Milton's Selected Poetry and Prose - John Milton Milton’s religious poetry masks a more defiant, unsubmissive soul. In Aeropagitica, he rails against censorship. In Samson Agonistes, he expands on the last 10 verses from Judges 16 to show a Samson who, blinded, chained and without strength, rediscovers his will to resist. In The Tenure of Kings and Magistrates he advocates for the right of the governed to overthrow tyrants and justifies regicide. Milton was kind of a badass. At least on paper.

However, he is also pretty boring. Maybe it’s the poet in him, but his papers on topics such as divorce and the value of the Commonwealth are verbose and overdone. Paradise Regained lacks all the drama seen in the first few books of Paradise Lost and presents an uncomplicated Jesus in the face of devilish temptations which, apparently, were not very tempting. As for his collection of shorter poems, unless you really are in to literary criticism and dissecting poetry, they probably won’t resonate much (with exceptions for L'Allegro and Il Penseroso).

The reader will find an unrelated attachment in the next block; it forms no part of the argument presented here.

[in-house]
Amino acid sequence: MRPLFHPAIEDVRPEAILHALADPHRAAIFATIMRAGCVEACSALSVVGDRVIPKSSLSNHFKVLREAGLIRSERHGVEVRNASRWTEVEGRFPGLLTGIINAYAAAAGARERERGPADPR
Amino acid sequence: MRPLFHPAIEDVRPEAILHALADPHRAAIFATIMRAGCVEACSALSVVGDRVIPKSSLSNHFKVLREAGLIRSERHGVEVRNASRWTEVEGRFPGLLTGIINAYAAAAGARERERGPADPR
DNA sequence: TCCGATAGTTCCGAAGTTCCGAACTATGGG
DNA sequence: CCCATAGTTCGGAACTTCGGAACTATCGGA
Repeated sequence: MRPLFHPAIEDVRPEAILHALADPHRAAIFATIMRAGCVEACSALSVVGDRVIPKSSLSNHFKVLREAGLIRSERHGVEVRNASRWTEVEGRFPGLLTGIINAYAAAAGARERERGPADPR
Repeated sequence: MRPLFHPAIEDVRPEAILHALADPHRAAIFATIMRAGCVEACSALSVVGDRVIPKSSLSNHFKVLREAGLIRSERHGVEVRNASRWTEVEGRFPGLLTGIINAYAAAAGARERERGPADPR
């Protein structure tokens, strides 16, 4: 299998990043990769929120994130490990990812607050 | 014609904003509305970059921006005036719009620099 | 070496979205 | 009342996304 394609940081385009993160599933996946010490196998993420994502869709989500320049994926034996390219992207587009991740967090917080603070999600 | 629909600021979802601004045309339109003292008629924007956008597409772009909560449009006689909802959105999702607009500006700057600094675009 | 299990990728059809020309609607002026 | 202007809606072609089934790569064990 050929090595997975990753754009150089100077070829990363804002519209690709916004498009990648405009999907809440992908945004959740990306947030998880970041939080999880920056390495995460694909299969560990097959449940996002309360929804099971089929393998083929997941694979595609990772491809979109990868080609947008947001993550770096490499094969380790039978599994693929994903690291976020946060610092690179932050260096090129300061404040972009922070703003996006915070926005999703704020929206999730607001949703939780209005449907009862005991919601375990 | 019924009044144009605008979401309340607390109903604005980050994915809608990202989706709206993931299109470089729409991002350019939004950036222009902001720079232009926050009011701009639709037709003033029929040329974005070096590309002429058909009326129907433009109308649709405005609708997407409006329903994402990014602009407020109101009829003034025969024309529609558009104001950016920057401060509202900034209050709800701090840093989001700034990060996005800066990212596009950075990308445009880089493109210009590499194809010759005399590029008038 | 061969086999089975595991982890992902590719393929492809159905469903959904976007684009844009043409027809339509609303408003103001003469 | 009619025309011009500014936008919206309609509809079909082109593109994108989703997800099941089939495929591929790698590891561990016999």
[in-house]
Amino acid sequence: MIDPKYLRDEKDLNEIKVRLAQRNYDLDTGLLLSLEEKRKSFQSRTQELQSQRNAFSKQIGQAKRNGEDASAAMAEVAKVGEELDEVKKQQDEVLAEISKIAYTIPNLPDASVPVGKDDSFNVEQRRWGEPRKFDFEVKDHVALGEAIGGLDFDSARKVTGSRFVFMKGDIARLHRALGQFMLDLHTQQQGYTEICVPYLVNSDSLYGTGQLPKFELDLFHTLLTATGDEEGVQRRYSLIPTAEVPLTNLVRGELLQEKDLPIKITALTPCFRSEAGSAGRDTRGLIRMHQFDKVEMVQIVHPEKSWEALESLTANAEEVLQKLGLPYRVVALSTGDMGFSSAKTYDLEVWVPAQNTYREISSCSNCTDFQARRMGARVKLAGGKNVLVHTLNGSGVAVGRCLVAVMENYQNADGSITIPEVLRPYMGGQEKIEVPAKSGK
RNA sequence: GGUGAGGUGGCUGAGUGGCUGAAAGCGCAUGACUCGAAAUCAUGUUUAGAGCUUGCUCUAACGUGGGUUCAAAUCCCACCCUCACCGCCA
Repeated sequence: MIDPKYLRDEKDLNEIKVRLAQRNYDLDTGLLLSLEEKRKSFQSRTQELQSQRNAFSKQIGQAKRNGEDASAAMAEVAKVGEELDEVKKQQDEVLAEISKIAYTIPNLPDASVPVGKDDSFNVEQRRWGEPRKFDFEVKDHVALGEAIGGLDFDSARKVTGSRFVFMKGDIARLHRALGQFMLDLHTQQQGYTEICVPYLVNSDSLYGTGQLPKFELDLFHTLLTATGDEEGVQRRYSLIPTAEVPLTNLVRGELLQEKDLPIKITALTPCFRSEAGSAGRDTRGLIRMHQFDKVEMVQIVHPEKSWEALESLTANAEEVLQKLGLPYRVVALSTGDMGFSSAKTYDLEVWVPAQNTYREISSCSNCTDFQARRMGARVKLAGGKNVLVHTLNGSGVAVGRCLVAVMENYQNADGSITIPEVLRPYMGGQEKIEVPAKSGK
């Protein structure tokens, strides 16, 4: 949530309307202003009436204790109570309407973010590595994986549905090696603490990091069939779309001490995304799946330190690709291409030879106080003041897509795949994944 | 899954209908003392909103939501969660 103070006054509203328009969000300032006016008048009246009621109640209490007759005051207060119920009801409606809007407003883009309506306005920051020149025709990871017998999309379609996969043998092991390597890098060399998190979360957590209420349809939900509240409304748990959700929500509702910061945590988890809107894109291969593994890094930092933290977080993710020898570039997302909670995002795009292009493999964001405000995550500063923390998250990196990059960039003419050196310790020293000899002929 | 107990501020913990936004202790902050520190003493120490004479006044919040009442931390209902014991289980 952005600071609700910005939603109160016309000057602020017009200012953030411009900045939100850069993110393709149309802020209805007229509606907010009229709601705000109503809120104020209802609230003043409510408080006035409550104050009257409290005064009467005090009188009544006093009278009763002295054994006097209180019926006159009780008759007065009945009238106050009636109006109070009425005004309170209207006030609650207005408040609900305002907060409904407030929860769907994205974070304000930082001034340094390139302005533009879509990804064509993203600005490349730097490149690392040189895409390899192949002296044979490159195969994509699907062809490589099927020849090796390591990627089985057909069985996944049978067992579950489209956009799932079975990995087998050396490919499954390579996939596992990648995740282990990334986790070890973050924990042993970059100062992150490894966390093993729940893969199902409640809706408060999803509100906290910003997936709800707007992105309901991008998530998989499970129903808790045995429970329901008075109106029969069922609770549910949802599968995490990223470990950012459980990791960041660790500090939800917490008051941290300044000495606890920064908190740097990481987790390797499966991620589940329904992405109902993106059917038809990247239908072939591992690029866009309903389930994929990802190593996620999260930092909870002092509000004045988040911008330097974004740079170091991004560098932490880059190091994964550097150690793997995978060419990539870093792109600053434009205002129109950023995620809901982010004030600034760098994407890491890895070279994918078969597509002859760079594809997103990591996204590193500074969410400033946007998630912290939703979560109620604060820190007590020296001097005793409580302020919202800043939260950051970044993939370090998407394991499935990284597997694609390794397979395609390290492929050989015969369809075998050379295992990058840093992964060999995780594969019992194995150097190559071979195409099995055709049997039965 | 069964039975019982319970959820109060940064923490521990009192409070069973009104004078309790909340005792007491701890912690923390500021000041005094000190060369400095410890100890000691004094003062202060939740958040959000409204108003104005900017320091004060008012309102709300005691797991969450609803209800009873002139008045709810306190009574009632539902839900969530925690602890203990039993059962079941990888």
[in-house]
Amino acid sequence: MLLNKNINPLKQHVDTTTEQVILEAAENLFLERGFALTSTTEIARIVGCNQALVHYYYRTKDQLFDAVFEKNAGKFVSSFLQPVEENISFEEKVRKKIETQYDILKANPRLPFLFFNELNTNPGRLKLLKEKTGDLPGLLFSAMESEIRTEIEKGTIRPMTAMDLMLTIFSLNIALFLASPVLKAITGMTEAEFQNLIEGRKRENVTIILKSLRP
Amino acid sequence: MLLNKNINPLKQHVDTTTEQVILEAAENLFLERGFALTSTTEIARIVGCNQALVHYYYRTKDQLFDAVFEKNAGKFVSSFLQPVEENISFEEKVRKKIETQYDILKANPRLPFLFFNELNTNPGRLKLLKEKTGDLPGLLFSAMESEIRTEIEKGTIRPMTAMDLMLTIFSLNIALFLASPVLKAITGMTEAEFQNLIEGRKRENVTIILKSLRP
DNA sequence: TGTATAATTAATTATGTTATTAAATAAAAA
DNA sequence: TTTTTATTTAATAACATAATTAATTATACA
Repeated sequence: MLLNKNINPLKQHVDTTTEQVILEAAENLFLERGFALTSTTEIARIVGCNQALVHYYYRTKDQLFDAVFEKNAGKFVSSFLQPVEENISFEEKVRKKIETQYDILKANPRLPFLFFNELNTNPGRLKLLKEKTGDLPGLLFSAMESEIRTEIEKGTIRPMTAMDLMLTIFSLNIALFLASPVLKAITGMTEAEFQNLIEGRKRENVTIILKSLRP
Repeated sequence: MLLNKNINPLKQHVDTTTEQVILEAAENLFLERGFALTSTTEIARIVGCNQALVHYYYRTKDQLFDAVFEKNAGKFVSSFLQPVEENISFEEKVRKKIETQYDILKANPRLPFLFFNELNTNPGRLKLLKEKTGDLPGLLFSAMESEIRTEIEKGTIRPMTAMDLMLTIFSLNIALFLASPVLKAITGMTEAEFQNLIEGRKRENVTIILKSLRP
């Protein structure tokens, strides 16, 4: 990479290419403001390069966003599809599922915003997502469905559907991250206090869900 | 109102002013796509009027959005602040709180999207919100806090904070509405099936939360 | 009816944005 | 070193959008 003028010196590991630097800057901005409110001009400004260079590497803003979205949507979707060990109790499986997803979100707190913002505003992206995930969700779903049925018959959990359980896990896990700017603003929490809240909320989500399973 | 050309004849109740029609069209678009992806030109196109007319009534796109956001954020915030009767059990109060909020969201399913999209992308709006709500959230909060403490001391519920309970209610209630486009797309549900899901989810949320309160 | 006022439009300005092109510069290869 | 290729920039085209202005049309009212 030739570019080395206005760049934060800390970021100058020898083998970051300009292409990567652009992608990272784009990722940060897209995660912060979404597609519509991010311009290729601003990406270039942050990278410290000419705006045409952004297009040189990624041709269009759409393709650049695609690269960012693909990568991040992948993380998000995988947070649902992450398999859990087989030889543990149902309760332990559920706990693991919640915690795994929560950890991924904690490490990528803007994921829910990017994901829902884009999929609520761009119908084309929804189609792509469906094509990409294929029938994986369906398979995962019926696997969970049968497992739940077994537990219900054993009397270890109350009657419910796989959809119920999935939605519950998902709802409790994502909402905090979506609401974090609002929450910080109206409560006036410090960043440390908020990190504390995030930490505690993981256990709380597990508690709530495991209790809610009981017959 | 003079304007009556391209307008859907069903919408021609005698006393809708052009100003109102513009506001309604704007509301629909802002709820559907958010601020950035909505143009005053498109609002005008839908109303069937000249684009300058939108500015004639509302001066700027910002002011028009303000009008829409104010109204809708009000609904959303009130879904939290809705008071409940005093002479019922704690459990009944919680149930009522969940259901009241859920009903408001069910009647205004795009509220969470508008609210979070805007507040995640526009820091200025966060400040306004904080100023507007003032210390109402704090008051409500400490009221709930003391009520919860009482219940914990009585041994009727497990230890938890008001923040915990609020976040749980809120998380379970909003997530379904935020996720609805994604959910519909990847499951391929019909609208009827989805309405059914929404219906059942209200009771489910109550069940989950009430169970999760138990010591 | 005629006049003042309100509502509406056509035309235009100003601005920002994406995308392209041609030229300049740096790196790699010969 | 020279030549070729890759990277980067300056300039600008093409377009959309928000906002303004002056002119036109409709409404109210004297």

At the end of the Norton Critical Edition, There are about two hundred pages dedicated to short papers analyzing Milton’s various works. Most of them I could do without, though I would highly recommend Sharon Achinstein’s paper Samson Agonsites and the Drama of Dissent starting on page 626.

Milton mixed his religious convictions with a strong belief in the rights of individuals to shape their own lives. Though I didn’t really enjoy many of his writings, he earns respect. In his eloquent defense for free speech, he leaves the means for his own impressive legacy:
For books are a not absolutely dead things, but do contain a potency of life in them to be as active as that soul whose progeny they are; nay, they do not preserve as in a vial the purest efficacy and extraction of that living intellect that bred them. I know they are as lively and as vigorously productive as those fabulous dragon’s teeth; and being sown up and down, may chance to spring up armed men. And yet, on the other hand, unless wariness be used, as good almost kill a man as kill a good book. Who kills a man kills a reasonable creature, God’s image; but he who destroys a good book kills reason itself, kills the image of God, as it were, in the eye. Aeropagitica, pg. 341